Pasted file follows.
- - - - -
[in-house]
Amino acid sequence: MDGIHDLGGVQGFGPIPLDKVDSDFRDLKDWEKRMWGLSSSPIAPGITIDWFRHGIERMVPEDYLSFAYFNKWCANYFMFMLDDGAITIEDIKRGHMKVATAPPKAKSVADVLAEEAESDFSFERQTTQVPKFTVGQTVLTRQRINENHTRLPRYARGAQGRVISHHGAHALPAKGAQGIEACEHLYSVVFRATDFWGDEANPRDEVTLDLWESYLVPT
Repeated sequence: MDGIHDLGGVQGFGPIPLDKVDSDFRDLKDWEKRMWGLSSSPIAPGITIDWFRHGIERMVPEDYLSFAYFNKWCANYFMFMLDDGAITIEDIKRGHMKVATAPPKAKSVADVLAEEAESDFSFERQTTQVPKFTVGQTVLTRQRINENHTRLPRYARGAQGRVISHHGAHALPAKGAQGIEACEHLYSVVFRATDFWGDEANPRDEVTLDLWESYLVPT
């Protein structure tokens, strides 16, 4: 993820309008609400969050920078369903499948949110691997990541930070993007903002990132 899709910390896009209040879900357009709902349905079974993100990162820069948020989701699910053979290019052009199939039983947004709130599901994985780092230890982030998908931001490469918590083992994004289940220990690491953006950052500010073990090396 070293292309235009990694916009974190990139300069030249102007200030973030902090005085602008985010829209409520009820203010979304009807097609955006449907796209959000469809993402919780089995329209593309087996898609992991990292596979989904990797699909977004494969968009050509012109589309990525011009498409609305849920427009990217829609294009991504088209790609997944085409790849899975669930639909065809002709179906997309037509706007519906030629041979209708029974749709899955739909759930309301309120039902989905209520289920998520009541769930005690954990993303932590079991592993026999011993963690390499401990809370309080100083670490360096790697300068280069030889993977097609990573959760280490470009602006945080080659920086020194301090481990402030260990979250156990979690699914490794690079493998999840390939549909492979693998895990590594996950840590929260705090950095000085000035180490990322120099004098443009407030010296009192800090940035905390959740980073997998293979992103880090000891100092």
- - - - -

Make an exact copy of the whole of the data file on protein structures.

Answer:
[in-house]
Amino acid sequence: MDGIHDLGGVQGFGPIPLDKVDSDFRDLKDWEKRMWGLSSSPIAPGITIDWFRHGIERMVPEDYLSFAYFNKWCANYFMFMLDDGAITIEDIKRGHMKVATAPPKAKSVADVLAEEAESDFSFERQTTQVPKFTVGQTVLTRQRINENHTRLPRYARGAQGRVISHHGAHALPAKGAQGIEACEHLYSVVFRATDFWGDEANPRDEVTLDLWESYLVPT
Repeated sequence: MDGIHDLGGVQGFGPIPLDKVDSDFRDLKDWEKRMWGLSSSPIAPGITIDWFRHGIERMVPEDYLSFAYFNKWCANYFMFMLDDGAITIEDIKRGHMKVATAPPKAKSVADVLAEEAESDFSFERQTTQVPKFTVGQTVLTRQRINENHTRLPRYARGAQGRVISHHGAHALPAKGAQGIEACEHLYSVVFRATDFWGDEANPRDEVTLDLWESYLVPT
């Protein structure tokens, strides 16, 4: 993820309008609400969050920078369903499948949110691997990541930070993007903002990132 899709910390896009209040879900357009709902349905079974993100990162820069948020989701699910053979290019052009199939039983947004709130599901994985780092230890982030998908931001490469918590083992994004289940220990690491953006950052500010073990090396 070293292309235009990694916009974190990139300069030249102007200030973030902090005085602008985010829209409520009820203010979304009807097609955006449907796209959000469809993402919780089995329209593309087996898609992991990292596979989904990797699909977004494969968009050509012109589309990525011009498409609305849920427009990217829609294009991504088209790609997944085409790849899975669930639909065809002709179906997309037509706007519906030629041979209708029974749709899955739909759930309301309120039902989905209520289920998520009541769930005690954990993303932590079991592993026999011993963690390499401990809370309080100083670490360096790697300068280069030889993977097609990573959760280490470009602006945080080659920086020194301090481990402030260990979250156990979690699914490794690079493998999840390939549909492979693998895990590594996950840590929260705090950095000085000035180490990322120099004098443009407030010296009192800090940035905390959740980073997998293979992103880090000891100092």